Cree artists climbing up the charts

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As all of Eeyou Istchee prepares for a productive Goose Break, Adrian Sutherland and the guys from Midnight Shine are packing their gear for a different rite of passage. This marks the second year in a row for the band at Canadian Music Week (April 18-23) in Toronto. And after a winter spent mostly apart, it’s all about honing their craft.

“We feel good about our live act, but there’s always room for improvement. So we’ll be playing our new single Sister Love, but other than that, focus on our catalogue of songs from the first two albums,” said Sutherland. “We’re going to use this time on stage to work on tightening up, transitioning from song to song, stage banter, stuff like that.”

And while the band’s near future will feature Canadian Music Week, the Ottawa Bluesfest (in July, when they’ll share the closing day stage with music legend Tom Petty), and a show in Vancouver, the past few weeks have already been busy for Sutherland. He recently participated in the JUNO Cup (March 31), an event that brings together former NHL-ers and a who’s who of Canadian musicians to compete in the name of charity.

“I never thought my music journey would take me to a hockey game,” joked Sutherland. “It was pretty fun, but I had to show them how we play up in James Bay.”

Adrien and Judy Sutherland at their family campAdrian Sutherland - hockey 3

But once the JUNO Cup experience was behind him, Sutherland was eager to get back on the land. As soon as he returned home, he and his son made two weeklong fishing excursions by snowmobile. This has become a ritual for Sutherland, a way to process the craziness of the music biz.

“It’s so humbling to get out there on the land. It keeps me grounded and tells me where I come from,” he said. “Last year, after our performance at the Ottawa Folk Fest, the first thing I did when I got home was pack up my gear, and my son and I went out for a week on the land.”

He plans to doing the same following Canadian Music Week. “On May 10 my son and I are going by bush plane into camp to catch the snow-goose migration.”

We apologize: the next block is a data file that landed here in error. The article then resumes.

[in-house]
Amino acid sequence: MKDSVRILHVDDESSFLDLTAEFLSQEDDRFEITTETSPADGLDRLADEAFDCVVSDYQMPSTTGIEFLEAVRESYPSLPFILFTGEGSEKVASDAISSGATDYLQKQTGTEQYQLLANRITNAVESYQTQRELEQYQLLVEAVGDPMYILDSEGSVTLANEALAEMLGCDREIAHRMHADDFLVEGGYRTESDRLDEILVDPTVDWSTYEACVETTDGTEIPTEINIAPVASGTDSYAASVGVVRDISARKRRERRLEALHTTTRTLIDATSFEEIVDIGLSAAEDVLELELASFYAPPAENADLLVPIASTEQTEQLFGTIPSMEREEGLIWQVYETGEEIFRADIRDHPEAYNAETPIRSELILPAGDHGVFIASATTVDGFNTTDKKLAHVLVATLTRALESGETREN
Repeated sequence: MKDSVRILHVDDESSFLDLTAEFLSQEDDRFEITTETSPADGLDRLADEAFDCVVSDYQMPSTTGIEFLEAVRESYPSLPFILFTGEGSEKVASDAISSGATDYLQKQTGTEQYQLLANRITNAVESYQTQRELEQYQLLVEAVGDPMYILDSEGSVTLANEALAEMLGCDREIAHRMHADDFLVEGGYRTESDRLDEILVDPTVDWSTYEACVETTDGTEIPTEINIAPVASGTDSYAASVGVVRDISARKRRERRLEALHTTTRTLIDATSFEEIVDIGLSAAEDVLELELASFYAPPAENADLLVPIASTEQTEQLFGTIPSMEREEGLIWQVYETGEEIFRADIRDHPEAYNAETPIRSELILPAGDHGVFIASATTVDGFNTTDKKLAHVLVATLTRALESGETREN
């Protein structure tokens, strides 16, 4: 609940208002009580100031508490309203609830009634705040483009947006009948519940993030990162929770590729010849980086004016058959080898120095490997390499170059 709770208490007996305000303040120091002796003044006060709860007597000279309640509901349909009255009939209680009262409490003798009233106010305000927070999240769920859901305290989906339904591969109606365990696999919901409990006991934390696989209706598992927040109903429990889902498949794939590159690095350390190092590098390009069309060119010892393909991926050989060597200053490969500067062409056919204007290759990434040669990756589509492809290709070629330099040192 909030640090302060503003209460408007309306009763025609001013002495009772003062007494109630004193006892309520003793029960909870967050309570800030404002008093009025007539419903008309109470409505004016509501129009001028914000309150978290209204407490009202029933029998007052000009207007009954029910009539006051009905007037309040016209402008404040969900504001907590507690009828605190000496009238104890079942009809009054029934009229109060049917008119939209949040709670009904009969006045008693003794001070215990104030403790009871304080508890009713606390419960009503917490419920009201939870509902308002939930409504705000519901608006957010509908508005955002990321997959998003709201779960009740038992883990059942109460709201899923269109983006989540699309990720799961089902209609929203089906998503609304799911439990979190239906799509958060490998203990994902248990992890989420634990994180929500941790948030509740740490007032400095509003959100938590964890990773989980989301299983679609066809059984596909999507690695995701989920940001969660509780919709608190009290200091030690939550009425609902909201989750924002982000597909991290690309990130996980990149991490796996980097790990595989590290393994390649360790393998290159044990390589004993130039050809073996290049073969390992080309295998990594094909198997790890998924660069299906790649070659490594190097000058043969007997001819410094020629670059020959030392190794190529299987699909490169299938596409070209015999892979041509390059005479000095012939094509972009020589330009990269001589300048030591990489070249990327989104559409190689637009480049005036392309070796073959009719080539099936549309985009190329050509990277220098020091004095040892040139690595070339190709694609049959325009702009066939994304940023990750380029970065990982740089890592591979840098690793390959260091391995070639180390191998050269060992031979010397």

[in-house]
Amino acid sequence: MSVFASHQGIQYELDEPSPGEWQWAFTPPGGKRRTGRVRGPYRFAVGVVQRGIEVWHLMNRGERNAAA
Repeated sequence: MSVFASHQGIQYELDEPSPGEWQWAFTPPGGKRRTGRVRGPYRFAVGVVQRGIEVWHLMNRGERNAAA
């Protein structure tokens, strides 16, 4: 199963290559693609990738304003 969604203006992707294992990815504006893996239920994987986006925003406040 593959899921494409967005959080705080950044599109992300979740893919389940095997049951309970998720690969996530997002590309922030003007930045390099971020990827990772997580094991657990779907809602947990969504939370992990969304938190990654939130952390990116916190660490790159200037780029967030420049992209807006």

Sutherland’s connection to the land made the decision to forego this year’s Goose Break a difficult one.

“Sacrificing Goose Break for the music stuff wasn’t easy because it’s so important for me to continue that Cree legacy I was brought up with,” Sutherland said. “I just want to wish everybody in James Bay a fruitful hunt. That’s what it’s all about. Getting out there on the land and practicing our traditions and values with our families.”

The band Midnight Shine poses for photos outside of Coalition Music in Toronto on Wednesday, May 04, 2016. The band is compromised of musicians from Northern Ontario First Nations Communities, left to right, bassist Stan Louttit from Moose Factory, drummer George Gillies from Fort Albany, lead singer Adrian Sutherland from Attawapiskat, and lead guitar Zach Tomatuk from Moose Factory.   THE CANADIAN PRESS/Aaron Vincent Elkaim

Photo by Aaron Vincent Elkaim

Thelma Cheechoo celebrates the soundwaves during Goose Break

Moose Factory recording artist Thelma Cheechoo remembers hearing the hum of radios in the wilderness during Goose Break. “They’d always take the radios out with them into the bush and music was always playing,” said Cheechoo. “Radio is still a huge thing for people in remote and rural communities.”

She credits her large musical family and her creative connection with Jimmy Rankin of the Rankin Family for her career in music.

“My mom and dad and siblings all played multiple instruments, so there was always music around and it became second nature to me,” Cheechoo told The Nation. “When I was working on my last album I met Jimmy Rankin and we started connecting over our big families and how they played fiddle and guitars.”

Cheechoo recently finished doing a show with Rankin in Yellowknife and has a busy summer tour schedule ahead. She’ll be playing music in communities across the Northwest Territories, Nunavut and Yukon and plans on doing the pre-production for a new album in her spare time.


Cheechoo’s last album, Stay, was recorded in 2014 and nominated for an Indigenous Music Award. Unfortunately, a sickness in the family took her away from music for a period, but she plans to have a new album ready by 2018. She’s also interested in giving back to her community in the form of workshops and a tour around Eeyou Istchee that may feature some famous faces.

“There’s so much musical talent in the communities in James Bay, and people are always coming up to me and asking me questions about how to make music a career,” said Cheechoo. “I always tell them to get out there and play shows and find their own voice through writing their own songs. But it’s also important to network and learn the business side of things.”

Even with her busy schedule, she still had time to reminisce. “During Goose Break, there’s so much excitement. Nobody is in the communities, everybody is out on the land, and it’s a time for families to really connect,” Cheechoo recalled. “My grandma was a really good hunter, and she taught her granddaughters how to hunt. I still think of those summers I spent out on the land with my family all the time.”

Cheecho believes community radio is one the most important facets of remote and rural living.

“You’ll hear things on the radio like, ‘If you see so and so, send them home.’ When I lived in Rankin Inlet in Nunavut, I noticed they did that there too,” Cheechoo said with a laugh. “Small community radio is so important, and I remind people who are trying to get into music that they still play indie artists. That’s how unsigned artists like me are able to get our music out there on the land.”

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